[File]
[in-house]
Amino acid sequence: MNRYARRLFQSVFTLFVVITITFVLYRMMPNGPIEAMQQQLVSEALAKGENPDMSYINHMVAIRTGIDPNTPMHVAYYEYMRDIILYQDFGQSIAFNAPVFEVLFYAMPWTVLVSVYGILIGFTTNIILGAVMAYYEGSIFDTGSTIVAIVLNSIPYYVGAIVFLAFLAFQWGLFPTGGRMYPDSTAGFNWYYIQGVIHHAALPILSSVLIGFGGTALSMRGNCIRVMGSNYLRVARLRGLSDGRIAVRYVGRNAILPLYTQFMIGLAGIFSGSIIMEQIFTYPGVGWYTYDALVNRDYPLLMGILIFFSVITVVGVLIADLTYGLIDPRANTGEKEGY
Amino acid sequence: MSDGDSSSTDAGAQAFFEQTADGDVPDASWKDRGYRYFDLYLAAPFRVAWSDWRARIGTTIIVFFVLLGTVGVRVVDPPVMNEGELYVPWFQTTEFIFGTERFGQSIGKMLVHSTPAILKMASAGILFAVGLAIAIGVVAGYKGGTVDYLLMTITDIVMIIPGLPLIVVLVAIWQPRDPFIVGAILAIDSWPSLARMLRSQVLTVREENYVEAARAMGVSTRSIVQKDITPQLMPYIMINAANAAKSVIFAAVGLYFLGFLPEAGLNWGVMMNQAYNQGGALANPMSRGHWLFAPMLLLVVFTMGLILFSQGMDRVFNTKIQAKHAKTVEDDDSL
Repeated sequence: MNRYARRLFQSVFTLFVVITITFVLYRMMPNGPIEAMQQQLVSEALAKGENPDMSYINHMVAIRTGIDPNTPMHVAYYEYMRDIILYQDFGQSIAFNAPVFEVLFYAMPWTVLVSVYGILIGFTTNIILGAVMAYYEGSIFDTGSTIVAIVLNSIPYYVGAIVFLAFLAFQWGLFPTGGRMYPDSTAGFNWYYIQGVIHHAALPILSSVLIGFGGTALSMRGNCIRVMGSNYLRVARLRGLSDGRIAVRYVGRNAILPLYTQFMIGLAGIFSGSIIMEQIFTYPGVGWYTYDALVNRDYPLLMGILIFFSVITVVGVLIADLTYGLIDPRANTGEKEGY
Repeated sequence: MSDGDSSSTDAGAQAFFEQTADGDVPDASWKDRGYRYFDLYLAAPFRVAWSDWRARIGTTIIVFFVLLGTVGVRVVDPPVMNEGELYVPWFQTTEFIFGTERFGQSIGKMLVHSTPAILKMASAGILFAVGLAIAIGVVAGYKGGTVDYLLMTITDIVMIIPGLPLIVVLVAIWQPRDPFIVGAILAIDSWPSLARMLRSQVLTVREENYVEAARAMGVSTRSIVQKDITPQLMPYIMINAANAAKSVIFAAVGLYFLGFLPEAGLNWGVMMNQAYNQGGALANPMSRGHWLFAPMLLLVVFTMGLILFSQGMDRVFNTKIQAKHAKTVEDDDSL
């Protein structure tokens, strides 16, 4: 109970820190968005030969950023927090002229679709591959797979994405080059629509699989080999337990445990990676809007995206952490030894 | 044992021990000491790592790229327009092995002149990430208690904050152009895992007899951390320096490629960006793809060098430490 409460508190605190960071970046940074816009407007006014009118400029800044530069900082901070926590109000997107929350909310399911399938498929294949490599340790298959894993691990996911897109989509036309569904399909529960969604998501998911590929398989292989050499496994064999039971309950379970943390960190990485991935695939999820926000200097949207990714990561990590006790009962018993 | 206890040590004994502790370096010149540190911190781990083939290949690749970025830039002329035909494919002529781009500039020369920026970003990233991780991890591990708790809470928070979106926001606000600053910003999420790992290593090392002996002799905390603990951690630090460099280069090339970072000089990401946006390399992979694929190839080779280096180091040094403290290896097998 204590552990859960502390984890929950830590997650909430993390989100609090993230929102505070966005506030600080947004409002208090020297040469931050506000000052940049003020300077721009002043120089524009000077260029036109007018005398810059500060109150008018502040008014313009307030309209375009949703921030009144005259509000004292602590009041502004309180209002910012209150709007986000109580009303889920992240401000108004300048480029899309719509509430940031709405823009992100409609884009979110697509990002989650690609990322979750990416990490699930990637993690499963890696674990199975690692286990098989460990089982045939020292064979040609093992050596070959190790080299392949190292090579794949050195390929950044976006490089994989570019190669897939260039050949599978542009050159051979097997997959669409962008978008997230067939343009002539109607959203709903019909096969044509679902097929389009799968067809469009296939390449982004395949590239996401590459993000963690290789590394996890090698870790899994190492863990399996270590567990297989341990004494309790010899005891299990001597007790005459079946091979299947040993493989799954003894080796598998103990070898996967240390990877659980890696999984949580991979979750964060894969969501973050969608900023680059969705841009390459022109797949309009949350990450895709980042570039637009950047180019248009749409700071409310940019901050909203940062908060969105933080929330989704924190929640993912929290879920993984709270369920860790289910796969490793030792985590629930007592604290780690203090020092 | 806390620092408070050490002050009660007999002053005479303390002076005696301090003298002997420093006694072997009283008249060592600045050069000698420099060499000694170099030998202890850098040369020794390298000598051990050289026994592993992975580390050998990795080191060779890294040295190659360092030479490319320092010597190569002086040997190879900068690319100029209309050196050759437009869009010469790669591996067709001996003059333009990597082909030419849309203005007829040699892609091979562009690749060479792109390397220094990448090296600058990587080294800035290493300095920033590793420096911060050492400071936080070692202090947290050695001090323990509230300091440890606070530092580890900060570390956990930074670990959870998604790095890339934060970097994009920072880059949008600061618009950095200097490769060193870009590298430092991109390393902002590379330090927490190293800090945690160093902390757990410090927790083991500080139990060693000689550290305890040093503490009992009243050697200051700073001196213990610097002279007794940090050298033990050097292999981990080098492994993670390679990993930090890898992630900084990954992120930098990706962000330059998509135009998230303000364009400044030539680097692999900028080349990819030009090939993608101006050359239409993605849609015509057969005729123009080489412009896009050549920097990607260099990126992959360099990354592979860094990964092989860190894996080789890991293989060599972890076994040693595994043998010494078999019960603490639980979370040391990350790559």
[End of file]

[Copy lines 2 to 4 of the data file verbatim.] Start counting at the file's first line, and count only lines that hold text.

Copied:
Amino acid sequence: MNRYARRLFQSVFTLFVVITITFVLYRMMPNGPIEAMQQQLVSEALAKGENPDMSYINHMVAIRTGIDPNTPMHVAYYEYMRDIILYQDFGQSIAFNAPVFEVLFYAMPWTVLVSVYGILIGFTTNIILGAVMAYYEGSIFDTGSTIVAIVLNSIPYYVGAIVFLAFLAFQWGLFPTGGRMYPDSTAGFNWYYIQGVIHHAALPILSSVLIGFGGTALSMRGNCIRVMGSNYLRVARLRGLSDGRIAVRYVGRNAILPLYTQFMIGLAGIFSGSIIMEQIFTYPGVGWYTYDALVNRDYPLLMGILIFFSVITVVGVLIADLTYGLIDPRANTGEKEGY
Amino acid sequence: MSDGDSSSTDAGAQAFFEQTADGDVPDASWKDRGYRYFDLYLAAPFRVAWSDWRARIGTTIIVFFVLLGTVGVRVVDPPVMNEGELYVPWFQTTEFIFGTERFGQSIGKMLVHSTPAILKMASAGILFAVGLAIAIGVVAGYKGGTVDYLLMTITDIVMIIPGLPLIVVLVAIWQPRDPFIVGAILAIDSWPSLARMLRSQVLTVREENYVEAARAMGVSTRSIVQKDITPQLMPYIMINAANAAKSVIFAAVGLYFLGFLPEAGLNWGVMMNQAYNQGGALANPMSRGHWLFAPMLLLVVFTMGLILFSQGMDRVFNTKIQAKHAKTVEDDDSL
Repeated sequence: MNRYARRLFQSVFTLFVVITITFVLYRMMPNGPIEAMQQQLVSEALAKGENPDMSYINHMVAIRTGIDPNTPMHVAYYEYMRDIILYQDFGQSIAFNAPVFEVLFYAMPWTVLVSVYGILIGFTTNIILGAVMAYYEGSIFDTGSTIVAIVLNSIPYYVGAIVFLAFLAFQWGLFPTGGRMYPDSTAGFNWYYIQGVIHHAALPILSSVLIGFGGTALSMRGNCIRVMGSNYLRVARLRGLSDGRIAVRYVGRNAILPLYTQFMIGLAGIFSGSIIMEQIFTYPGVGWYTYDALVNRDYPLLMGILIFFSVITVVGVLIADLTYGLIDPRANTGEKEGY